The practice of painting uli on bodies and walls largely ended around 1970, yet by that time some contemporary Igbo artists had become attracted to its appealing designs and approach to compositional style. Although traditional uli is infrequently created today, it has been vigorously revived by Nsukka artists, especially those involved with the art program of the University of Nigeria, Nsukka. This use of forms from the past was initiated by a number of artists, in particular Uche Okeke and Chike Aniakor, both of whom are represented here. Although Uche Okeke has retired from teaching, the university art program continues to develop under Obiora Udechukwu and others.

Desiring to create images of traditional Igbo life and of current Nigerian experience in what Uche Okeke calls "natural synthesis," artists have adopted European media, such as pen, brush, and ink, pastel, watercolor, tempera, gouache, and oil and acrylic paints, as well as methods of printing, including silkscreen, aquatint, etching, and lithograph. El Anatsui uses modern carving tools to create his sculptures out of Nigerian woods. Each artist utilizes uli in a personal way.

In the past uli artists were female; today most of the Nsukka artists who employ uli are male. Their work nevertheless shares many qualities with traditional uli: it is often two-dimensional, asymmetrical, and plays negative and positive spaces against each other. The new artists select and modify traditional uli designs, sometimes emphasizing stylistic features rather than specific motifs. Well known in Nigeria and increasingly acknowledged abroad, the Nsukka artists are emerging as a major group of contemporary African artists who link the skilled artistry of the past with the present and participate actively in the international art scene.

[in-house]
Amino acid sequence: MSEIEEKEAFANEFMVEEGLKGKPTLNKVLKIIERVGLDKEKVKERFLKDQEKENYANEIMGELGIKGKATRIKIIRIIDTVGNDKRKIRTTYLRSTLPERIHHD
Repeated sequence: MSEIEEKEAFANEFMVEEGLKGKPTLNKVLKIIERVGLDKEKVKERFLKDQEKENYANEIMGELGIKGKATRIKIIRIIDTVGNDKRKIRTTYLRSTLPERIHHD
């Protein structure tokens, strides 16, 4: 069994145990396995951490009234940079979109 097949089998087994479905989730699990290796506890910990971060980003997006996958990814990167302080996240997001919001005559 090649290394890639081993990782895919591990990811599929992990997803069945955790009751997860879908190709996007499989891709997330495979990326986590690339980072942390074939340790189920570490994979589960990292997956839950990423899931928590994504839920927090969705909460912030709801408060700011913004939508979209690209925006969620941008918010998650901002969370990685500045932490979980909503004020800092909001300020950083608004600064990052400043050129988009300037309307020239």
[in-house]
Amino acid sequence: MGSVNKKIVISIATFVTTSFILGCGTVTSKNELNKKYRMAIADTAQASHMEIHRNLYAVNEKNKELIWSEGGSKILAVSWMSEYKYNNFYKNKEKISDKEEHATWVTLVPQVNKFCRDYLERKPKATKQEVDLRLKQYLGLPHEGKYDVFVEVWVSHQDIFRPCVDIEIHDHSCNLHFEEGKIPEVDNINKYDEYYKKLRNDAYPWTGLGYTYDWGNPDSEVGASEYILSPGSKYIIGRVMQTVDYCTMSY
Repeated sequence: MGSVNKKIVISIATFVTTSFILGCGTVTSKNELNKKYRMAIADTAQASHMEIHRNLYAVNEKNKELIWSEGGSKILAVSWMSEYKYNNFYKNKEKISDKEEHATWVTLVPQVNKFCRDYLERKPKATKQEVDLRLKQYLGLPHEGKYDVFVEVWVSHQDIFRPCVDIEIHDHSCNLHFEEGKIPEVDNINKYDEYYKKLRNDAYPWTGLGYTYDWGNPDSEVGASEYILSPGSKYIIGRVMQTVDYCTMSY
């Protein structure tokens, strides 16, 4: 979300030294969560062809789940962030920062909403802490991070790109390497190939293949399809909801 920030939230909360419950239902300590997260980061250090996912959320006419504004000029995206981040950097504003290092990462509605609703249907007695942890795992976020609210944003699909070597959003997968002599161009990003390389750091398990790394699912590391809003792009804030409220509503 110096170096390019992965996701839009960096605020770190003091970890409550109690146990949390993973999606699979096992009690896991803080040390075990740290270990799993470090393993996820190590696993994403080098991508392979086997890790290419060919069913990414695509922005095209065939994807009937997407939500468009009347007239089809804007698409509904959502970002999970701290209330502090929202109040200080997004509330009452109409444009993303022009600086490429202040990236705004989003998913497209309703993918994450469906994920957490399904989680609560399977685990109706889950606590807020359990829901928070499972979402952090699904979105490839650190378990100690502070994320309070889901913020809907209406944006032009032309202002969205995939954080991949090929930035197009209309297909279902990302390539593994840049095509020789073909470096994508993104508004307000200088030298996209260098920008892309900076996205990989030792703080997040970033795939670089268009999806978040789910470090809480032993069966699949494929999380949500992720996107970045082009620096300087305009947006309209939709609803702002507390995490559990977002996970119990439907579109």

Olu Oguibe, Obiora Udechukwu, and Ada Udechukwu are widely recognized for their poetry. Viewing poetry as a complement to the visual expression of ideas and feelings, they sometimes illustrate their poems with drawings. Several of the artists are art critics and commentators, and all seven have earned university degrees. Together they form an intelligent, highly literate, and vital group.

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